Soooo…I am not exactly sure what happened to this dish. All I know is that it turned out pretty hilarious.
This is a pile of curled up hot dogs.
This is Curly Franks!
- 1 pound frankfurters
- 1 can (10 ounce) condensed tomato soup
- 1 can (8 ounce) tomato sauce
- 1/2 cup water
- 1 T tablespoon Lea & Perrins Worcestershire Sauce
- 1 onion, chopped
- Quarter frankfurters lengthwise in long strips. Combine remaining ingredients. Add sliced frankfurters and simmer for 10 minutes. Frankfurters will curl while cooking in the sauce.
- Serve over hamburger buns, small hero loaves or with thin spaghetti.
These are the moments of Mid-Century Menu that I cherish: A whole pound of hot dogs sliced into quarters.
As I looked at this mass of cut up hot dogs in tomato soup, I realized I should have saved this one for Halloween. I haven’t seen something look this much like a pile of worms since the canned green beans in Liver Pate En Masque. In fact, I am pretty sure that if you are having a Halloween party, you should break this bad boy out.
In the serving suggestions for this recipe, you could either serve these on a bun or thin spaghetti. I didn’t have any thin spaghetti or buns, but egg noodles worked just fine. They also highlighted the worminess of this dish very, very well.
“So, what do they taste like?”
“Cocktail weenies in sauce. Full-sized cocktail weenies.”
The Verdict: Looks Creepy, Tastes Bland
From The Tasting Notes –
Totally edible, even if it did look disgusting. We ate almost all of it for dinner. It ended up just tasting like tomato sauce, onion and hot dogs. Over all, pretty bland. I was glad that we ended up going with noodles instead of putting it on a bun, because it ended up having a lot of goopy sauce that wouldn’t have gone well on a bun. If you do decide to make these and eat them on a bun, use a slotted spoon to drain the worms…I mean…weenies, before you serve them.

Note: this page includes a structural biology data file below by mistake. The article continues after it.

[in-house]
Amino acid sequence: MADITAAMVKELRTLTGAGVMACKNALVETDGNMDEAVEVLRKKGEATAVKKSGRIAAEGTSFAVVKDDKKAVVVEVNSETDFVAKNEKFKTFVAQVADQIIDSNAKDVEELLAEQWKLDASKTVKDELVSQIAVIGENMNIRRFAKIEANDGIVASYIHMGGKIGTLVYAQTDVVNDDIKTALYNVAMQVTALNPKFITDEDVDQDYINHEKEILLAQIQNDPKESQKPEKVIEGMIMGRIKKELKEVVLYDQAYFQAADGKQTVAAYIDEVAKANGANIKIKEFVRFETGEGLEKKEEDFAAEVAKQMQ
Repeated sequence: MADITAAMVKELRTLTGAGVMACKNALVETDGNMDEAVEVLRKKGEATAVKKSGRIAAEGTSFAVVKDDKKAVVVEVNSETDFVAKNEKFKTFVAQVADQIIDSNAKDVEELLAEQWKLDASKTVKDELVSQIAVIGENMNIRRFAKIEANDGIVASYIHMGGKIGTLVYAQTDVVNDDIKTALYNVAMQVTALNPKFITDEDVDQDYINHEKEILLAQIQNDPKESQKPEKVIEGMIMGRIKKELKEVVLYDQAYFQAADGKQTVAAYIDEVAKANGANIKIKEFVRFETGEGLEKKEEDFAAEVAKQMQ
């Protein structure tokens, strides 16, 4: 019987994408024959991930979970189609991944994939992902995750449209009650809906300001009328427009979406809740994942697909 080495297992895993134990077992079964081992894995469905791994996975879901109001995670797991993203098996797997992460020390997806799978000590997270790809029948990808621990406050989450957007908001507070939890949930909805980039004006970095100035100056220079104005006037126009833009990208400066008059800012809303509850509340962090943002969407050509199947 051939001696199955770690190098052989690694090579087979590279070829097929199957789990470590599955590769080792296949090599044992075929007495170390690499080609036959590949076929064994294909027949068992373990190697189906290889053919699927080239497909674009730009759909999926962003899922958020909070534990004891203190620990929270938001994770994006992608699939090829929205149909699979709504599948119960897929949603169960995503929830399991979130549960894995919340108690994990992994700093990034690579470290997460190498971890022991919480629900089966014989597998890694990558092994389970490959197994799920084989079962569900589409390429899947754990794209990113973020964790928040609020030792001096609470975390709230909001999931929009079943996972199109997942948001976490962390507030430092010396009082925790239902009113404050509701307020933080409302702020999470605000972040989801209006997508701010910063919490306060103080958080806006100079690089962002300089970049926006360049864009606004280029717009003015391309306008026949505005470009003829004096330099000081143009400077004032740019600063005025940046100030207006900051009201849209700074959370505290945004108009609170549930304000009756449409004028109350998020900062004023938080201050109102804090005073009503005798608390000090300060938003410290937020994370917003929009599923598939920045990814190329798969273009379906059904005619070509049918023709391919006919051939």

I think it’s pretty in its own bizarre, twisted way.
Reminds me of the Saucy Franks I made at the very beginning of Wiener Wednesdays.
Sounds like a primitive early attempt at making a barbeque type sauce. Using tomato soup, and tomato sauce. Eww. Maybe the hot dog ‘worms’ were meant to appeal to kids 🙂
When your daughter gets older, you’ve got to serve to this her and her friends. You’ll be the FUN mom!!
Agreed, this is very much a meal for small children…
Probably going to have to try this someday when I’m either a) on a really tight budget or b) wanting to experience a depression era/wartime meal.
Small children who like worms!
Ha! Yeah. We’ve pretty much determined that Alex is going to be SO embarrassed by us. We are a bit more quirky than the average parent. 🙂
Yes! Almost exactly like that!
Probably. And I don’t know why they bothered with the “sauce”. Ketchup is actually spicier!
This looks like a much more delicious way to make fun hot dog shapes:
This is my family’s recipe from when I was a little boy.
We substituted the tomatoe soup for ketchup and added a teaspoon of liquid smoke to the recipe. Over egg noodles it’s absolutely delicious!!!
This recipe seems familiar to Filipino style spaghetti or Naporitan spaghetti from Japan, they both have hot dogs and usually have a savoury-sweet taste.
OMG… I commented on the later post too but this looks VERY much like a recipe that was passed down from my mother to me and my siblings in the 1960s… Check it out here: https://oldestvocation.wordpress.com/2016/01/31/on-food-from-tuna-fish-casserole-to-the-age-of-arugula/
This is better when you add a cup and a half of sharp cheddar cheese (shredded), slice the onions longways to match the hotdogs,Use the Egg noodles as you did and don’t be shy with the worcestershire… mix it all together, transfer into a buttered casserole, top with breadcrumbs and butter, bake at 350 for about 45 minutes or until browned and bubbling.
I think you will find this much more appetizing than the first version…
I have friends that actually beg me to make this for them…lol
That actually sounds really good. I’m going to give it a try!
OK, that looks very much like what my mother used to make, and I since learned to make (although it’s been a while). Always a big favorite of mine, my Dad’s, and later my wife’s.
But no wonder you think it’s bland. You left out TABASCO! Even for my Dad, who never likes spicy foods, it needs a bit of Tabasco to give it some flavor. When it’s for me and my wife we put more. Also, perhaps add a teaspoon of sugar and–my wife’s addition–half-boil the noodles and then finish them in the sauce so they soak up some flavor. But the Tabasco is a must.